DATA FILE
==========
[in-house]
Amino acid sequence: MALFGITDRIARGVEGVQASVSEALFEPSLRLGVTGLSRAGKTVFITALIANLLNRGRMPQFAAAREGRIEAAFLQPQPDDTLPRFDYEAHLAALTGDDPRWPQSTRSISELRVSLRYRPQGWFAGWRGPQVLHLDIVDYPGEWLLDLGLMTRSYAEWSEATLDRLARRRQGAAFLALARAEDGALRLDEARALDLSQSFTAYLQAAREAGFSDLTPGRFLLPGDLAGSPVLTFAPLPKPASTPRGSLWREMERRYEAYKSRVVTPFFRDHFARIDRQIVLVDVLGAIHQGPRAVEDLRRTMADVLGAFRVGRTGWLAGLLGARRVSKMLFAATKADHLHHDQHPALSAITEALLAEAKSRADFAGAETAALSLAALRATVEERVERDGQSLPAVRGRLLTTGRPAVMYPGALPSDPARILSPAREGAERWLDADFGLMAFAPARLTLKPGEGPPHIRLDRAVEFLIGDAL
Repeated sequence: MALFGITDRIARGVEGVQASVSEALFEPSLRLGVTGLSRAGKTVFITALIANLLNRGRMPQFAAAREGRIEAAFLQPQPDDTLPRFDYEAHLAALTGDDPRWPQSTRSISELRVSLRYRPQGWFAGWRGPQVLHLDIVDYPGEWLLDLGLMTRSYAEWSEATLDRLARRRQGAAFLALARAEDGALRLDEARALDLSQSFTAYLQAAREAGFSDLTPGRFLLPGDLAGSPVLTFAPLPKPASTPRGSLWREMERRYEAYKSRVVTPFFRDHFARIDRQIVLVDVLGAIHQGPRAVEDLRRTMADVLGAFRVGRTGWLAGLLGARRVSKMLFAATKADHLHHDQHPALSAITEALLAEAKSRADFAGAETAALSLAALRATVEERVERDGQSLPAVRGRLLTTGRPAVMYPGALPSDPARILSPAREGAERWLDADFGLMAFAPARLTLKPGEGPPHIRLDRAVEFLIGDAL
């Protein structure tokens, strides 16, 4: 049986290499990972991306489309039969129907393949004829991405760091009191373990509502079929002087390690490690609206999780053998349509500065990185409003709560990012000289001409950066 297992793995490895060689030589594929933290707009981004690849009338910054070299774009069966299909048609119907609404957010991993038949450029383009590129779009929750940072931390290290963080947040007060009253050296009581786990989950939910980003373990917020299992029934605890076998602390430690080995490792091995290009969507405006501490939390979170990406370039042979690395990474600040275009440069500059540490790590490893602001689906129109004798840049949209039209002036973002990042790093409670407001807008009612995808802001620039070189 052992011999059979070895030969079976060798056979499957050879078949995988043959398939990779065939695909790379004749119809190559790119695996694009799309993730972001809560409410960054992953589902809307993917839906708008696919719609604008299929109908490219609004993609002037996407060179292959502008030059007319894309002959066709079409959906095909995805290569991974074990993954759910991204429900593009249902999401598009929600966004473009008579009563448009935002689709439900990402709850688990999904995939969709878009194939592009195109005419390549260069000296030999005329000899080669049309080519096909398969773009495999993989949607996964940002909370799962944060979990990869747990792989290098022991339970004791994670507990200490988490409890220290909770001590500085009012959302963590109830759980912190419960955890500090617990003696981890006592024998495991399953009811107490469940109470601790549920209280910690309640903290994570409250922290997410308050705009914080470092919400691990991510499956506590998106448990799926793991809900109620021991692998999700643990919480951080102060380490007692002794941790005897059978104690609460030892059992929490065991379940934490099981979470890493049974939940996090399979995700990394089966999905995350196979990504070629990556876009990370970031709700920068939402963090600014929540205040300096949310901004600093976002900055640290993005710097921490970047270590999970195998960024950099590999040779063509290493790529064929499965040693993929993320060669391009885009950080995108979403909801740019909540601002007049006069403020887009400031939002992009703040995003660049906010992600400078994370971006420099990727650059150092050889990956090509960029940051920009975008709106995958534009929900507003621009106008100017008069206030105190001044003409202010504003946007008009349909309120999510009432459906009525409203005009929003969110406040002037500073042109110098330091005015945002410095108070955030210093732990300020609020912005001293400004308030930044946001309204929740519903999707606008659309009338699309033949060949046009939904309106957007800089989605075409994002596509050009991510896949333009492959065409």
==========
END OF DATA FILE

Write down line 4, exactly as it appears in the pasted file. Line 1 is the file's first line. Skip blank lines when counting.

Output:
């Protein structure tokens, strides 16, 4: 049986290499990972991306489309039969129907393949004829991405760091009191373990509502079929002087390690490690609206999780053998349509500065990185409003709560990012000289001409950066 297992793995490895060689030589594929933290707009981004690849009338910054070299774009069966299909048609119907609404957010991993038949450029383009590129779009929750940072931390290290963080947040007060009253050296009581786990989950939910980003373990917020299992029934605890076998602390430690080995490792091995290009969507405006501490939390979170990406370039042979690395990474600040275009440069500059540490790590490893602001689906129109004798840049949209039209002036973002990042790093409670407001807008009612995808802001620039070189 052992011999059979070895030969079976060798056979499957050879078949995988043959398939990779065939695909790379004749119809190559790119695996694009799309993730972001809560409410960054992953589902809307993917839906708008696919719609604008299929109908490219609004993609002037996407060179292959502008030059007319894309002959066709079409959906095909995805290569991974074990993954759910991204429900593009249902999401598009929600966004473009008579009563448009935002689709439900990402709850688990999904995939969709878009194939592009195109005419390549260069000296030999005329000899080669049309080519096909398969773009495999993989949607996964940002909370799962944060979990990869747990792989290098022991339970004791994670507990200490988490409890220290909770001590500085009012959302963590109830759980912190419960955890500090617990003696981890006592024998495991399953009811107490469940109470601790549920209280910690309640903290994570409250922290997410308050705009914080470092919400691990991510499956506590998106448990799926793991809900109620021991692998999700643990919480951080102060380490007692002794941790005897059978104690609460030892059992929490065991379940934490099981979470890493049974939940996090399979995700990394089966999905995350196979990504070629990556876009990370970031709700920068939402963090600014929540205040300096949310901004600093976002900055640290993005710097921490970047270590999970195998960024950099590999040779063509290493790529064929499965040693993929993320060669391009885009950080995108979403909801740019909540601002007049006069403020887009400031939002992009703040995003660049906010992600400078994370971006420099990727650059150092050889990956090509960029940051920009975008709106995958534009929900507003621009106008100017008069206030105190001044003409202010504003946007008009349909309120999510009432459906009525409203005009929003969110406040002037500073042109110098330091005015945002410095108070955030210093732990300020609020912005001293400004308030930044946001309204929740519903999707606008659309009338699309033949060949046009939904309106957007800089989605075409994002596509050009991510896949333009492959065409």